Perhaps, if we could just let people be people, accepting their strengths and faults combined, we could be more merciful when they make mistakes, offend, or disappoint us somehow. It’s not that we would excuse the behavior, but we would simply show more compassion to each other. Because it just so happens that not one of us is perfect.
Read Part II here.
Read Part III here.
Photo credit: Svilen Milev
Stolen from a book title by my favorite Indonesian author, the late Pramoedya Ananta Toer, the title of this blog post captures the essence of what I consider my life personal statement, to be a child of all nations. I consider the entire world as a classroom and every culture a teacher. Since I have not had the privilege of traveling to very many places, books are my gateway to the world. I fight against the pull of insularity, with its ease and comfort, and I consider those who intentionally cross national and cultural barriers to widen their perspective as heroes.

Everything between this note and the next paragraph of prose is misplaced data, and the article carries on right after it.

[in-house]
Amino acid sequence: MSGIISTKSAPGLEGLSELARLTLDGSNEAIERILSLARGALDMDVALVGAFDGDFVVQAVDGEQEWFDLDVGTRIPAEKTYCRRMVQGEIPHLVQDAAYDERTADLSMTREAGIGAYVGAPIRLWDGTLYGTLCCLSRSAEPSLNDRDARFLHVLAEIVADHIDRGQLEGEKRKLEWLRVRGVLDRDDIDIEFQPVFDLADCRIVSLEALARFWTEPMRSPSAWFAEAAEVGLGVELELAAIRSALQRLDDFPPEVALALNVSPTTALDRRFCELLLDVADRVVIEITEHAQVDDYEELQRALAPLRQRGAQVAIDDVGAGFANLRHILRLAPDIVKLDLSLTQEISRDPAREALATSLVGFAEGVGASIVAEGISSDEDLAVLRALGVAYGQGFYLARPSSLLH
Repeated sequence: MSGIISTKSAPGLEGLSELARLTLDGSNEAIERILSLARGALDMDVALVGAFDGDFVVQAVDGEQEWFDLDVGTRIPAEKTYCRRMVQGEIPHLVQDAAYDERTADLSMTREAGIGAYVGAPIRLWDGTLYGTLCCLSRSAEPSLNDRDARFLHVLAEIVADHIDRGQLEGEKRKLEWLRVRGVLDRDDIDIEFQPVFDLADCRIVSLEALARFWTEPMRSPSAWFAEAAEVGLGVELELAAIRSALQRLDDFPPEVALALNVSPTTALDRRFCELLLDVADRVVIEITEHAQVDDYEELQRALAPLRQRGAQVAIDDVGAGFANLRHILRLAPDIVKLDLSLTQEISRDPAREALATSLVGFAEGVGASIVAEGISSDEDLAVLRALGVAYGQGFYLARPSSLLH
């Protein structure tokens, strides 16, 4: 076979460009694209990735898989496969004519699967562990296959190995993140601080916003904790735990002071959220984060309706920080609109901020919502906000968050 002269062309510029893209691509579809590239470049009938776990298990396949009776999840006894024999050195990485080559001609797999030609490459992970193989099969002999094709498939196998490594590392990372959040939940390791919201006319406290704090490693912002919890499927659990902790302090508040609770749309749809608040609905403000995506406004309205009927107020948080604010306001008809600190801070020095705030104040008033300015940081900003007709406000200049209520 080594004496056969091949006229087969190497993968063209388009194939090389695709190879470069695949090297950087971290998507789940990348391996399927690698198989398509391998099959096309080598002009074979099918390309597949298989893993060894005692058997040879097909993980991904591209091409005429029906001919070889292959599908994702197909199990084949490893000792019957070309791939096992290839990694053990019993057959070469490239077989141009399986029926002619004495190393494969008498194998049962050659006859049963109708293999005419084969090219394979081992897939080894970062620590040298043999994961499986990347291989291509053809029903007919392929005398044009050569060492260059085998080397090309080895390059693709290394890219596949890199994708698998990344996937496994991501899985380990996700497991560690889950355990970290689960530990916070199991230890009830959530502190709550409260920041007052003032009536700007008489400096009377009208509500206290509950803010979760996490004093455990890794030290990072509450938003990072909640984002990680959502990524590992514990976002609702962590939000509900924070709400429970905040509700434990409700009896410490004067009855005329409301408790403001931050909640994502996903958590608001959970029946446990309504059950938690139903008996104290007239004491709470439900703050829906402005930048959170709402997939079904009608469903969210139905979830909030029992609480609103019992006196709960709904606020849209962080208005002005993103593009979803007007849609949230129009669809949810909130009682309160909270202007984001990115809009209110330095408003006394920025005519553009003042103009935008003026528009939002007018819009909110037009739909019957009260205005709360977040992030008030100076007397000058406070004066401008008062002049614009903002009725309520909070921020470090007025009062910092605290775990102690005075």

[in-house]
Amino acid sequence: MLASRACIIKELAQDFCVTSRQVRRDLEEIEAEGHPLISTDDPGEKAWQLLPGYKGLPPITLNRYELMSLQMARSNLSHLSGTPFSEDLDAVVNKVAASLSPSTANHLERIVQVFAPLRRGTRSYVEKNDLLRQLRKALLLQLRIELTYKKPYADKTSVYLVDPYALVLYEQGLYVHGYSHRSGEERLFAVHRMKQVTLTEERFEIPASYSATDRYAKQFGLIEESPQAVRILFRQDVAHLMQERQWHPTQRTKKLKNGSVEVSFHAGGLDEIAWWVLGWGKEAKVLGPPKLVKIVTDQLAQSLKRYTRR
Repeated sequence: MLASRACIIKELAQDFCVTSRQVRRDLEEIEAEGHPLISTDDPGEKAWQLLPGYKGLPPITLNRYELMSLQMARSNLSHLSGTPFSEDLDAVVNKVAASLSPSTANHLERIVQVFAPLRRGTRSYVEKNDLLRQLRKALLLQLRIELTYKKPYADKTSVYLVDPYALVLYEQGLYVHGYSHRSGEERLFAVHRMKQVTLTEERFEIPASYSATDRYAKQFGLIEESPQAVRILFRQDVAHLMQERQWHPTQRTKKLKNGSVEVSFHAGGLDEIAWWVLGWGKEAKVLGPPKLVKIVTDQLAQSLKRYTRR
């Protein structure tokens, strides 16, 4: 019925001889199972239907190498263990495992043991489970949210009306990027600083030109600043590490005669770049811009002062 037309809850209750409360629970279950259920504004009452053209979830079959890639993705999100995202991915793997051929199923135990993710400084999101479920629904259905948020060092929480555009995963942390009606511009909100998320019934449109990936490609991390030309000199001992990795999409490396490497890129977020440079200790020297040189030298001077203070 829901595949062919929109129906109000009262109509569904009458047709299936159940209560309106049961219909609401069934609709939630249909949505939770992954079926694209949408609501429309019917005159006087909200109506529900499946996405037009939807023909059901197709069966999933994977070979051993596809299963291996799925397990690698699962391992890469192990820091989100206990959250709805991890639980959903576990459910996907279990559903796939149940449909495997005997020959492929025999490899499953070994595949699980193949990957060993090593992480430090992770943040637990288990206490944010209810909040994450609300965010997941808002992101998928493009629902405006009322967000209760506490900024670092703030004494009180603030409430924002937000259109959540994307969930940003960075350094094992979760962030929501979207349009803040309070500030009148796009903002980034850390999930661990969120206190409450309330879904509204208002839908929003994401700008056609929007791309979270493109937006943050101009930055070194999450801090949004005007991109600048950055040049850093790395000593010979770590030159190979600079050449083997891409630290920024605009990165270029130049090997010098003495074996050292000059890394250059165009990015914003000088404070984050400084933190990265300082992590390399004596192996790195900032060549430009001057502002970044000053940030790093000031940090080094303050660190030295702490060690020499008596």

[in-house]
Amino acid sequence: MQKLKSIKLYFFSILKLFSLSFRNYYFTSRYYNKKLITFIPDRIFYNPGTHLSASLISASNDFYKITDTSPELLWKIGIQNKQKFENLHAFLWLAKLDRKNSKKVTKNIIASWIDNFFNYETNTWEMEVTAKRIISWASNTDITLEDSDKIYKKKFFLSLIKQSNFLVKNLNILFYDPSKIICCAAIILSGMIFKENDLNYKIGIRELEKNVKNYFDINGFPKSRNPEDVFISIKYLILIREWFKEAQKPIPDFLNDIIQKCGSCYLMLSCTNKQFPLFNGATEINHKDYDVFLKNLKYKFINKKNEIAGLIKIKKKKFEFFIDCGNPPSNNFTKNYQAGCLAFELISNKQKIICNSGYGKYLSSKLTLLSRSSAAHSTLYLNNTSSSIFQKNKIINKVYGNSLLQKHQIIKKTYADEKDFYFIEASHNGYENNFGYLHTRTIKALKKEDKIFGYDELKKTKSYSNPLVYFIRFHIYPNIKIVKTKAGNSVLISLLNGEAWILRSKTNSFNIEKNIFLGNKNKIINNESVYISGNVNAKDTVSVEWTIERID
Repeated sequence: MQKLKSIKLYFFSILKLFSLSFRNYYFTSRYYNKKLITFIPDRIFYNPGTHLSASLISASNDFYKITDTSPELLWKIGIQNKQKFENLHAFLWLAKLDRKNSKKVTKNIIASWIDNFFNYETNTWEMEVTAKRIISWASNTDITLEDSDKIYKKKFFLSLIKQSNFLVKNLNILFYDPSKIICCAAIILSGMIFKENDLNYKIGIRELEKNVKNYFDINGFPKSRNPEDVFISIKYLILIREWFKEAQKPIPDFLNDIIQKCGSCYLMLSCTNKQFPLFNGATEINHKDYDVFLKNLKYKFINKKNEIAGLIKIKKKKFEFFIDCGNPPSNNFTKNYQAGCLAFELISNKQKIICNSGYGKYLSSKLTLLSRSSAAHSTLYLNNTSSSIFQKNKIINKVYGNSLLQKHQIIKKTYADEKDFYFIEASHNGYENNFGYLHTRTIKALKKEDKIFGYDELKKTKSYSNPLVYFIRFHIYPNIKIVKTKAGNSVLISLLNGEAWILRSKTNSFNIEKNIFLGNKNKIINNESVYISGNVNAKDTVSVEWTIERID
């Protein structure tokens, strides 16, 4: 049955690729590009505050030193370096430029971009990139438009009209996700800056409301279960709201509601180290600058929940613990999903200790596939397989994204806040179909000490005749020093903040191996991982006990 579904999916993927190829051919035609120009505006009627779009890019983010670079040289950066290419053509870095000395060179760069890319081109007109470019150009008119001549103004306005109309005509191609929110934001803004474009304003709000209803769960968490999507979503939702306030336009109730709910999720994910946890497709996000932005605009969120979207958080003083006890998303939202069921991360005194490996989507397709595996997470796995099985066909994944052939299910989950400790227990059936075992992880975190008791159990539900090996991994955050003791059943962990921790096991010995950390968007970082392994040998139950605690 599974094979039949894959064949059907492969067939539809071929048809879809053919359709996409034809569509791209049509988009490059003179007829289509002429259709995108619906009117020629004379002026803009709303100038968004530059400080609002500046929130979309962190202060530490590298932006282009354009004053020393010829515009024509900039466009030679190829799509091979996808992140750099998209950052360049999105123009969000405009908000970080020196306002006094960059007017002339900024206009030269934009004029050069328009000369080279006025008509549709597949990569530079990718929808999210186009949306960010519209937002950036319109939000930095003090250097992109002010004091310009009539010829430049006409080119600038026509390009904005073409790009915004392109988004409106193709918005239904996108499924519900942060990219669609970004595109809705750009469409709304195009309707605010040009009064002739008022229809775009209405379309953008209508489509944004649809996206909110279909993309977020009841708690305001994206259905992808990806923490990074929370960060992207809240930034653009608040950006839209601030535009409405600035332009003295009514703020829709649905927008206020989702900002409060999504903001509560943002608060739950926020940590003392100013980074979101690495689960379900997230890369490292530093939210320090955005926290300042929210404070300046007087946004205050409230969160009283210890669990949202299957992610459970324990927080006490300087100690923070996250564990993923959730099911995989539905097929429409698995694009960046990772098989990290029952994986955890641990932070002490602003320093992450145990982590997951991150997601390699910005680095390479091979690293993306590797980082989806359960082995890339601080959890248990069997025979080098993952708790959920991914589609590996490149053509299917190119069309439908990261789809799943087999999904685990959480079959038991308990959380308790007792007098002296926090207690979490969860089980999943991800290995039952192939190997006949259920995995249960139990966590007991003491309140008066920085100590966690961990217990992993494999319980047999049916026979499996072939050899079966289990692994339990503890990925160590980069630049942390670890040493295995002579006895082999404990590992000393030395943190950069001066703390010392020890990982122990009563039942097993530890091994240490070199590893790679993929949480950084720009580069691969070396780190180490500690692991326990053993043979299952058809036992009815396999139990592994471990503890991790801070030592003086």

My modern-day hero in this regard is Rory Stewart, a British author and Member of Parliament, who walked across Afghanistan in early 2002 and recorded his journey in the book Places in Between. He has also written two other books about his year working in Iraq and his analysis on political interventions in conflict regions, which are both on my reading list.